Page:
The next two weeks are spent with boardroom meetings, conference calls with e-commerce consulting firms, and bottles of Alka Seltzer. Being a newly endowed expert on the e-business strategies after spending two weeks in Tahiti on a supposedly world-renowned e-commerce crash course, you realize you really still know nothing. One thing is for certain: the Internet has revolutionized the way businesses are run. The traditional Sun Tzu business environment of "know thy enemy and know thyself and in a hundred battles you will be victorious" hadn't met the Internet. The competitive playing field has been leveled, and your immediate competitors are no longer the biggest threat. The biggest threat is globalization, when new competitors halfway around the world crawl out of the woodwork and take half of your market-share just because they have a fancy Web site capable of attracting, diverting, and retaining Web traffic, and capable of taking orders around the world, and you don't. Perhaps the CEO's right; it's a do-or-die scenario. When a 12-year-old girl can transform her parents' fledgling trinket store into an overnight success by going to the Internet, technology seems to be the biggest foe of all. You either ride the technological wave or are swept under.
Convinced of the necessity of e-commerce and the strong desire to keep your job, you come up with a strategic game plan. You look at the e-commerce options you have and try to ascertain the correct path to traverse, knowing very well that if you pick the wrong one, it may be ultimately disastrous, for you and your firm, in that particular order. In between updating your curriculum vitae, you decide to spend some time pondering the issues. You realize that there are a large number of options in going e-commerce, and you have decided on several potential pathways to consider as they are most appropriate to the firm's core business.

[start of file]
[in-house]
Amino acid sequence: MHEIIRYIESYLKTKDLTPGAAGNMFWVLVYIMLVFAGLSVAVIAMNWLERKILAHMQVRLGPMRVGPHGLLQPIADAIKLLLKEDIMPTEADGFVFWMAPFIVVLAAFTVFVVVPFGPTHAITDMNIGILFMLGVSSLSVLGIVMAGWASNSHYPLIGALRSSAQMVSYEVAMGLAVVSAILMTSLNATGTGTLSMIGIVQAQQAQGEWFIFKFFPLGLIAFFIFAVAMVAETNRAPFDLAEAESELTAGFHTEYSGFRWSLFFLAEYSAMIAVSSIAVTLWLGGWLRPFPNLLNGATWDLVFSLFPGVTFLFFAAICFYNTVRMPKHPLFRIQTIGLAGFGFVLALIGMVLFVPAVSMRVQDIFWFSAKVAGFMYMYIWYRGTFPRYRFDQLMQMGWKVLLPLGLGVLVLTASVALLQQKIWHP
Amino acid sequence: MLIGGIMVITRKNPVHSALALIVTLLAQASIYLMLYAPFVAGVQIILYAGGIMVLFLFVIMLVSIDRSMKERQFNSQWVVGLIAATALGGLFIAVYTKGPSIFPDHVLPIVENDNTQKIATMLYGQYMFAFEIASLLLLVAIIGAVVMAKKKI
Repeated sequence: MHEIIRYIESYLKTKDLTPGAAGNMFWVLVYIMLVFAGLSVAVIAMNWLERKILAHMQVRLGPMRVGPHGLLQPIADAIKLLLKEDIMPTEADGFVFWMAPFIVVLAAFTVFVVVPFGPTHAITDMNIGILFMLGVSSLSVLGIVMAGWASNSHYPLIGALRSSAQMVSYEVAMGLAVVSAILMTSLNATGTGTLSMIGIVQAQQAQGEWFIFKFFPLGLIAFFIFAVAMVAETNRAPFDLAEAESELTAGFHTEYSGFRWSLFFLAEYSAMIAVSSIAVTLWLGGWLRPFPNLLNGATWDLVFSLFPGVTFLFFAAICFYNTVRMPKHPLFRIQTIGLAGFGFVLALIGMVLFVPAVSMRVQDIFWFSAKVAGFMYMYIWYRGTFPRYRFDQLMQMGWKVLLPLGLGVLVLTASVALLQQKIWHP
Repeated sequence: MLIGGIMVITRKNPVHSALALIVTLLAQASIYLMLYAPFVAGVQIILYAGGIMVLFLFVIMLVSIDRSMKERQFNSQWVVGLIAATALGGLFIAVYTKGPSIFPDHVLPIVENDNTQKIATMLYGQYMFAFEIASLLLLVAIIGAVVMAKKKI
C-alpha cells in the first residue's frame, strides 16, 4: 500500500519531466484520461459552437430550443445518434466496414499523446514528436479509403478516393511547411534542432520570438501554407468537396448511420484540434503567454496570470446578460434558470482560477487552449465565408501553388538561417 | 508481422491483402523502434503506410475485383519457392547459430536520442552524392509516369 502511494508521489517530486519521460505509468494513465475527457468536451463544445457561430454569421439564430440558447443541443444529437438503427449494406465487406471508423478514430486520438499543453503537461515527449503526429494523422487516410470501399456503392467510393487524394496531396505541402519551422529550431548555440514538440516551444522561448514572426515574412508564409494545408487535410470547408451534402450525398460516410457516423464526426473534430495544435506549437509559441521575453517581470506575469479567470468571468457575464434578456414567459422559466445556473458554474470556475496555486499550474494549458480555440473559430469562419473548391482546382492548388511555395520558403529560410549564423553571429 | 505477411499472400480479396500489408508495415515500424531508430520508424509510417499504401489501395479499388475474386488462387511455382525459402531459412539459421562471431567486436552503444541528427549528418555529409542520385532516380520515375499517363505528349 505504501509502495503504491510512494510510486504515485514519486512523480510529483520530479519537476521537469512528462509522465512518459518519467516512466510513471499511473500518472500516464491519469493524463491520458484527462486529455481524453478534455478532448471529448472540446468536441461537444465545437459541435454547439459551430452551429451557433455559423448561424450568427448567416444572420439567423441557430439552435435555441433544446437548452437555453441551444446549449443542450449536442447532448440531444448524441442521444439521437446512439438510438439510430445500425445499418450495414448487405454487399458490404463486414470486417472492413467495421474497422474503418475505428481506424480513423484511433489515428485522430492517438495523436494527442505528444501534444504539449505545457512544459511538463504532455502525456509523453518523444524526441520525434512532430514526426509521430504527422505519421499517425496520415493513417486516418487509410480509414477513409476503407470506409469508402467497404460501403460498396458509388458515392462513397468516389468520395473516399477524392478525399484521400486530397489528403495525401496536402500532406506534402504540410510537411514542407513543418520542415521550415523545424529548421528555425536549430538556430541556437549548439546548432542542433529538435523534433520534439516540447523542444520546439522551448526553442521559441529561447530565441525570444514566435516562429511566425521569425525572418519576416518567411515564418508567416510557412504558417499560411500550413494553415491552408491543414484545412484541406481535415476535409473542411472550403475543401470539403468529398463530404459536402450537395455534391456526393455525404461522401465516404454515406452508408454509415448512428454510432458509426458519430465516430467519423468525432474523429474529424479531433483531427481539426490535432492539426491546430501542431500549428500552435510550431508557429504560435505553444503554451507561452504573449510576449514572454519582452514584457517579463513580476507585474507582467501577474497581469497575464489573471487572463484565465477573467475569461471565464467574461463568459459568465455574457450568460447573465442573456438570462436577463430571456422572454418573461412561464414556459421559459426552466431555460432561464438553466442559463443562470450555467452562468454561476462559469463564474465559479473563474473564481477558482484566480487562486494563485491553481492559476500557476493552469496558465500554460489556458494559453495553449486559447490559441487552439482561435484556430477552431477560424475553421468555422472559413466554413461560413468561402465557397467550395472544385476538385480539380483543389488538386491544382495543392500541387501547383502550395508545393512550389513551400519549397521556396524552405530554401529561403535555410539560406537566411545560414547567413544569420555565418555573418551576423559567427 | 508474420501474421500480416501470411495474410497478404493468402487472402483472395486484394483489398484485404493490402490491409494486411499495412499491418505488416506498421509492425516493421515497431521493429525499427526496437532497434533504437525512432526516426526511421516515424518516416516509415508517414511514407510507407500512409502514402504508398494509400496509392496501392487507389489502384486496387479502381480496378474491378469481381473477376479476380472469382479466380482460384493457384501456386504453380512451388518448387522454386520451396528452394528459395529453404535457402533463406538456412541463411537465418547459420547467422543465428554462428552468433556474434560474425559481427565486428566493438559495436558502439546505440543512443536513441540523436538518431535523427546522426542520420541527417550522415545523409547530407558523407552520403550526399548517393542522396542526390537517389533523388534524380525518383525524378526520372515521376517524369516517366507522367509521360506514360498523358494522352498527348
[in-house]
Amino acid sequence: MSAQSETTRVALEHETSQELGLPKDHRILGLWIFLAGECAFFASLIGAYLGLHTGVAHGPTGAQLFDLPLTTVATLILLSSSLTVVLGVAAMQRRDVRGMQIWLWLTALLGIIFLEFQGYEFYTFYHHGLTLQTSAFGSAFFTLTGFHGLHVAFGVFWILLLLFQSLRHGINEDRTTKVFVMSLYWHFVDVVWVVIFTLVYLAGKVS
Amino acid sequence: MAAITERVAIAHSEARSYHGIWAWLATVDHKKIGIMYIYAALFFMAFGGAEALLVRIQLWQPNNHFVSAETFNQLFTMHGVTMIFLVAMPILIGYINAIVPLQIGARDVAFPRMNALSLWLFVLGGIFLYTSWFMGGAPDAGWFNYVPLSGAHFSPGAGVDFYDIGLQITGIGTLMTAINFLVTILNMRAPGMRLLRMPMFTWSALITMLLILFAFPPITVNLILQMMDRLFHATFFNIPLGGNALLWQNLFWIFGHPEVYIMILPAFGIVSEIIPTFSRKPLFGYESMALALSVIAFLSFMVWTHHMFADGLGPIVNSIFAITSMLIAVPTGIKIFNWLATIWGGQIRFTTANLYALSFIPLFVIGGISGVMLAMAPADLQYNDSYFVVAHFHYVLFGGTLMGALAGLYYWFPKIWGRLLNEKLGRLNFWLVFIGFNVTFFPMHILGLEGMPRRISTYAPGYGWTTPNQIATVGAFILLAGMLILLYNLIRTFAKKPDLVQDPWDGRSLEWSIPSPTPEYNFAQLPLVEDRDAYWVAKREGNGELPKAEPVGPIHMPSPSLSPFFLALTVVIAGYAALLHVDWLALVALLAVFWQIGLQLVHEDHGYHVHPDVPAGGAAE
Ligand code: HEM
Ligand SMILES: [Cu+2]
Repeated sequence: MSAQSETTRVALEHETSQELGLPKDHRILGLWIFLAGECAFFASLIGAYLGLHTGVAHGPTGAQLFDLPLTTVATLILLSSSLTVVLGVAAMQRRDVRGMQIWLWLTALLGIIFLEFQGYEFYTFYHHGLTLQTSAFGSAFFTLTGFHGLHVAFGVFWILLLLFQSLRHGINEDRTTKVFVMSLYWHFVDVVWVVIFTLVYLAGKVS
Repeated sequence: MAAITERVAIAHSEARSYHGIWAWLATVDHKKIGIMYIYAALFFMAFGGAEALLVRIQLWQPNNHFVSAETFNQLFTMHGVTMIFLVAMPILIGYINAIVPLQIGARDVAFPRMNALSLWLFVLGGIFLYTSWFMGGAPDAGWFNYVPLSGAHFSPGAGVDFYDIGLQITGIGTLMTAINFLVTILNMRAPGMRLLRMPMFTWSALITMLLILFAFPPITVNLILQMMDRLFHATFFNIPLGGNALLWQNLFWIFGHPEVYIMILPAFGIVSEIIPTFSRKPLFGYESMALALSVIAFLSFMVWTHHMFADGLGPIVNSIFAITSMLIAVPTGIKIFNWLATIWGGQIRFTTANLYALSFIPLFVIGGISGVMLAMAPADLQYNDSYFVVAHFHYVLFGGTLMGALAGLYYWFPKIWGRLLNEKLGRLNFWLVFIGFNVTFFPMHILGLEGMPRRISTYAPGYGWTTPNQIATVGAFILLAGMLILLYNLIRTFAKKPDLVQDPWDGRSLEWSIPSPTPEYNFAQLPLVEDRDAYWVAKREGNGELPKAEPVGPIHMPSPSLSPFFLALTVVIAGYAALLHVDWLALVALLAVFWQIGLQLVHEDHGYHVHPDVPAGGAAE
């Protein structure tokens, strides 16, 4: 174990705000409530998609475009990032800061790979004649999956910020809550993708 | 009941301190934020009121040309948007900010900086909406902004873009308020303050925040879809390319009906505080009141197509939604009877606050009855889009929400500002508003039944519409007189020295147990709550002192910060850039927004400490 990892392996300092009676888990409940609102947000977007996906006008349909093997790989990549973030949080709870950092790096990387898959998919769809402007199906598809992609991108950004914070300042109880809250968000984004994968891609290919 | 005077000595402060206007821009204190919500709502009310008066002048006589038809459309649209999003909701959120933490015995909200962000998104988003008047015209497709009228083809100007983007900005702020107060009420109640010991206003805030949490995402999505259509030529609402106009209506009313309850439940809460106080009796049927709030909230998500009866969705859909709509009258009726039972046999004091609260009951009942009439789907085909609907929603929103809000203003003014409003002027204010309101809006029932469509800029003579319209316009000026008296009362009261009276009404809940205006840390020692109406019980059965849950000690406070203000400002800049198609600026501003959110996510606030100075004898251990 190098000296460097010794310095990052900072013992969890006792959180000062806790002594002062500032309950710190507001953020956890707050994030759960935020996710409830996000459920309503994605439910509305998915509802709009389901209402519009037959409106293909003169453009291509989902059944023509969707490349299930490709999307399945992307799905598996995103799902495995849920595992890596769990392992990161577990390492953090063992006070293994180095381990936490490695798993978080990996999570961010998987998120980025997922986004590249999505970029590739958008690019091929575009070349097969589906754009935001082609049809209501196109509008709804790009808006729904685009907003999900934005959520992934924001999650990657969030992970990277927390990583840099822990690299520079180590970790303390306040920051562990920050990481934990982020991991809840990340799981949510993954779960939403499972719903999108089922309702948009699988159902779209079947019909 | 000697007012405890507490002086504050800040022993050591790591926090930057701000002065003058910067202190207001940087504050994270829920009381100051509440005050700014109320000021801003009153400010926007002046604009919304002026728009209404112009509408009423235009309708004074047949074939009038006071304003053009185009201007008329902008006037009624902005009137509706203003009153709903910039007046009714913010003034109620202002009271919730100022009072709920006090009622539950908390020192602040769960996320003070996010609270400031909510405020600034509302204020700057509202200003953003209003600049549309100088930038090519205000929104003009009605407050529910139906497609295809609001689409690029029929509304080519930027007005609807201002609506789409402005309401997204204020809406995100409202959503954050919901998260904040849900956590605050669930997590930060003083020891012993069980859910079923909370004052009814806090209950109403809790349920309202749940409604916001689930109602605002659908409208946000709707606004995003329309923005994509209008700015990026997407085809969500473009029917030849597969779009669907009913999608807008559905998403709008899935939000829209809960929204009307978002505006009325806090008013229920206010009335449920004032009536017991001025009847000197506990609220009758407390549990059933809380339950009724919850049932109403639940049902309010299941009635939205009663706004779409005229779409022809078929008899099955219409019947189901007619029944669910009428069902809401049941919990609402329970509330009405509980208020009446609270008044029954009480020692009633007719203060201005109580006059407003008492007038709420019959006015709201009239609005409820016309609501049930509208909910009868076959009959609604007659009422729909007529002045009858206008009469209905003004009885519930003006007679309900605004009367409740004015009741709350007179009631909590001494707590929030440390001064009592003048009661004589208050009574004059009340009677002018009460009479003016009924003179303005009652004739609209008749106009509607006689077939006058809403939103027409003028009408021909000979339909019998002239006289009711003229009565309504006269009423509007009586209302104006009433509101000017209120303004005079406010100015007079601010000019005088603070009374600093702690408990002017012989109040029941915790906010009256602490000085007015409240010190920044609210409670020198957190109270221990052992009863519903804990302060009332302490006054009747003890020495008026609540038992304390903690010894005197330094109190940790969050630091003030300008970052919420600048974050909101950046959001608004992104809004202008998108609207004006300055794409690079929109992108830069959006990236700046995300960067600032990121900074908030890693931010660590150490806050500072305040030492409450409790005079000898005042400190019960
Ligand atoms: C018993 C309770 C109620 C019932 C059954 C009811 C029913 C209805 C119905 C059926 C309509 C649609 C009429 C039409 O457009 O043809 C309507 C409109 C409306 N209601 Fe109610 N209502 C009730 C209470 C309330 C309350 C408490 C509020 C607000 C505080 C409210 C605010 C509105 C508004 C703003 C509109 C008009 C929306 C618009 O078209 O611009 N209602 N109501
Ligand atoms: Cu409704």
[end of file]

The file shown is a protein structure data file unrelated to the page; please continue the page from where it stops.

Excerpted from Real Options Analysis by Johnathan Mun Excerpted by permission.
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|List of Figures|
|Ch. 1||A New Paradigm||9|
|Ch. 2||Traditional Valuation Approaches||55|
|Ch. 3||Real Options Analysis||77|
|Ch. 4||The Real Options Process||93|
|Ch. 5||Real Options, Financial Options, Monte Carlo Simulation, and Optimization||99|
|Ch. 6||Behind the Scenes||139|
|Ch. 7||Real Options Models||171|
|Ch. 8||Advanced Options Problems||241|
|Ch. 9||Real Options Analysis Toolkit Software (CD-ROM)||277|
|Ch. 10||Results Interpretation and Presentation||317|
|Case Studies and Problems in Real Options||345|
|Answers to Chapter Questions||355|